King of Thorn is a very smart anime film with intelligent underlying ideas throughout. A virus begins to grip the Earth’s population and a group of hopeful survivors are cryogenically frozen in attempt to find a cure. But when the group awakens they are flung into a horrifying situation. It’s 100% fatal once you’re infected and it turns people to a somewhat fragile stone-like state in its last stage. Needless to say, it is something you want to avoid. The virus that is, not the movie. As after about 20 minutes you get to encouter the first plot twist which is the breaking point of nonstop action. I would charecterize the plot as a spiral: once a twist ends, the other one is eager to start.
While perceived as a terrible malaise by the world, many believed it to be a curse that will bring the humanity to an end, but it were the people affiliated with Venus Gate, a religious sect, that believed it was a gift from heavens. The world of King of Thorn manages keep a tentative handle on the disease that plagues it and the dread comes from the sacrifice that the main characters decide on to find a cure, placing their well being in the care of a questionable corporation and tossing away their lives as they’ve know them. Not only does the film challenge you to think about society as a whole but after pondering the events, it turns out to be more complex and metaphysical then you originally anticipated. It also has a strong video-game influence in terms of structure and creatures as the young boy accompanying the group keeps reminding us. His enthusiasm is also responsible for the few smiles in an otherwise dark adventure.
In addition, we learn of a corporation that’s apparently built a modern day Noah’s Ark where animals, plants, and a select few humans will be cryogenic-ally stored. This does not take from the compelling nature of the story and its mystery, but did not feel as rare a story experience as the first act. The third act however, is filled with exposition! There is the mystery of what has happened to the world and what the Medusa virus really is, as well as the survival aspect with a group of unconnected people battling and escaping weird monsters. Post-apocalyptic stories with monsters are nothing new in this case; it is the character interactions and the main player’s development that save the story from the “meh” category. Director Kazuyoshi Katayama (production assistant on Nausicaä of the Valley of the Wind), shows great effort but it ultimately lacks the dream sequences as Ghibli productions are known for, but King of Thorn is filled with imagination and ingenuity.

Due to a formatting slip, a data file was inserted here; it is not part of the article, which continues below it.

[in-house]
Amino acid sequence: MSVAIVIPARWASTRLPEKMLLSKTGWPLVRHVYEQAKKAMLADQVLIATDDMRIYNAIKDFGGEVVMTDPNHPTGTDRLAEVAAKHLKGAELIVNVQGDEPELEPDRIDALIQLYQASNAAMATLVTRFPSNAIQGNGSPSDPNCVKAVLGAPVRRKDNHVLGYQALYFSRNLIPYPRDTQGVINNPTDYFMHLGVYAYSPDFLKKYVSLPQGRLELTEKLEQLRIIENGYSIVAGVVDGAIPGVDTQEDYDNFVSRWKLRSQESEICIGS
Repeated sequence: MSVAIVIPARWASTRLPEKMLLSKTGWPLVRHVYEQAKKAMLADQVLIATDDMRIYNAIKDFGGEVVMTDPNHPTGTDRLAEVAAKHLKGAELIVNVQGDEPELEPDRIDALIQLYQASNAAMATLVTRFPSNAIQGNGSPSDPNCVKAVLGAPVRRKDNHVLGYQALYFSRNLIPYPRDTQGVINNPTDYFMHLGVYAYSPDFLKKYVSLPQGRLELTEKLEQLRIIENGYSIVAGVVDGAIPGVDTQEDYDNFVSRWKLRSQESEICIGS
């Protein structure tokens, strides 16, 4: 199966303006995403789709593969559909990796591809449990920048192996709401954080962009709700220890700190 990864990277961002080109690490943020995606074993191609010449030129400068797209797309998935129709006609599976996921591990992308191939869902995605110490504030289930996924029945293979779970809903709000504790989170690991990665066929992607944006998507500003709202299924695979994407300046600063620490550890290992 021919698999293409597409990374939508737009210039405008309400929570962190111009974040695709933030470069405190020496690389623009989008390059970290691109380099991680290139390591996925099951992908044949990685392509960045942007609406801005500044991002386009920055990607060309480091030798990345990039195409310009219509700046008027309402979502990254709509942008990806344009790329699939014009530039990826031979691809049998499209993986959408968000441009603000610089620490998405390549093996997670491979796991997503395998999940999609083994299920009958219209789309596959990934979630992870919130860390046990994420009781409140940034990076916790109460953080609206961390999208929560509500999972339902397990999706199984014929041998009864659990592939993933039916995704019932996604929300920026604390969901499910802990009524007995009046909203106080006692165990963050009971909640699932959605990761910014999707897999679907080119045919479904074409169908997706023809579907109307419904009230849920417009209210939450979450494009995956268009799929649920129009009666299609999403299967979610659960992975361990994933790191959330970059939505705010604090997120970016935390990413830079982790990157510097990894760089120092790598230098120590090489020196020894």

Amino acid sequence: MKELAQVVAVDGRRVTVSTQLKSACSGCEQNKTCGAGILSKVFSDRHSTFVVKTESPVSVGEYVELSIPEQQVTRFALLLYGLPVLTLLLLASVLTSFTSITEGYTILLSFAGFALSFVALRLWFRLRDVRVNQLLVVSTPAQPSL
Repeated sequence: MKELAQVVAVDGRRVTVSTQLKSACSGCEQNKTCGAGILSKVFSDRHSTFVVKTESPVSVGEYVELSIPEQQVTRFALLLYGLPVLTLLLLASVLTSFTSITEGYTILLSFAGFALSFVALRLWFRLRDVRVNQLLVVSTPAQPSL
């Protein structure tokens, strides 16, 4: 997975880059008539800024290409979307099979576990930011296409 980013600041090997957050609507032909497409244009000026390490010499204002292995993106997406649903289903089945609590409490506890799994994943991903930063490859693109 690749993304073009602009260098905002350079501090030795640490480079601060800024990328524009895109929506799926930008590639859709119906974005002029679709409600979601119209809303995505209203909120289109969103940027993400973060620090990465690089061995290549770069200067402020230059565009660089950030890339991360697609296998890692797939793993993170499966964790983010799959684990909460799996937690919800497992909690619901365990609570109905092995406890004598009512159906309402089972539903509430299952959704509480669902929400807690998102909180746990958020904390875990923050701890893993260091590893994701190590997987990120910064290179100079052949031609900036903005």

King of Thorn is a very good specimen of its genius. Finally, the animation proves as successful, as the look, locations, and the character design (even the blood content), were translated seamlessly from the manga. Like I mentioned above, King of Thorn is most impressive, mainly because it urges you to ask your own questions. What’s more, the social commentary on the “end of the world”, is a message more films should bring to light. It is much more than just running away from monsters; the film infuses Roman folklore and combines it with Christian mythology. If by the films credits you are left confused, it is only because the film is so grand you must revisit to fully comprehend its message. FUNimation has acquired a fantastic film into its already impressive collection of Anime films.